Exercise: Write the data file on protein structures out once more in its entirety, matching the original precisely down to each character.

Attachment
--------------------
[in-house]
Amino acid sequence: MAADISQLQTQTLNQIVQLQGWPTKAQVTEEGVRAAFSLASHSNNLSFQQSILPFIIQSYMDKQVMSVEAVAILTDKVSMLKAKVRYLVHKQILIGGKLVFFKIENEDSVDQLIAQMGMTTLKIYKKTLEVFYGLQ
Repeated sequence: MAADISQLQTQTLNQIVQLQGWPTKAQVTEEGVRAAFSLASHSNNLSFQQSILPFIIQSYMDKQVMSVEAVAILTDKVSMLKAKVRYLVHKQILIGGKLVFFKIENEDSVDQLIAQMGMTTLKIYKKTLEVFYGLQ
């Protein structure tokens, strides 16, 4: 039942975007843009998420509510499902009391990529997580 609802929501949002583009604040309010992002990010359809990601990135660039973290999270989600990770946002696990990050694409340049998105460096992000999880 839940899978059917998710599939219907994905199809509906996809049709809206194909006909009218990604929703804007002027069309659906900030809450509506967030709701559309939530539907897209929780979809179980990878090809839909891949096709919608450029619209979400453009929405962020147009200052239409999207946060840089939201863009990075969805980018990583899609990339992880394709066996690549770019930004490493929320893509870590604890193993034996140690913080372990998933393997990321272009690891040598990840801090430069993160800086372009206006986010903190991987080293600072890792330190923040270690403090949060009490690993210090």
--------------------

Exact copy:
[in-house]
Amino acid sequence: MAADISQLQTQTLNQIVQLQGWPTKAQVTEEGVRAAFSLASHSNNLSFQQSILPFIIQSYMDKQVMSVEAVAILTDKVSMLKAKVRYLVHKQILIGGKLVFFKIENEDSVDQLIAQMGMTTLKIYKKTLEVFYGLQ
Repeated sequence: MAADISQLQTQTLNQIVQLQGWPTKAQVTEEGVRAAFSLASHSNNLSFQQSILPFIIQSYMDKQVMSVEAVAILTDKVSMLKAKVRYLVHKQILIGGKLVFFKIENEDSVDQLIAQMGMTTLKIYKKTLEVFYGLQ
């Protein structure tokens, strides 16, 4: 039942975007843009998420509510499902009391990529997580 609802929501949002583009604040309010992002990010359809990601990135660039973290999270989600990770946002696990990050694409340049998105460096992000999880 839940899978059917998710599939219907994905199809509906996809049709809206194909006909009218990604929703804007002027069309659906900030809450509506967030709701559309939530539907897209929780979809179980990878090809839909891949096709919608450029619209979400453009929405962020147009200052239409999207946060840089939201863009990075969805980018990583899609990339992880394709066996690549770019930004490493929320893509870590604890193993034996140690913080372990998933393997990321272009690891040598990840801090430069993160800086372009206006986010903190991987080293600072890792330190923040270690403090949060009490690993210090």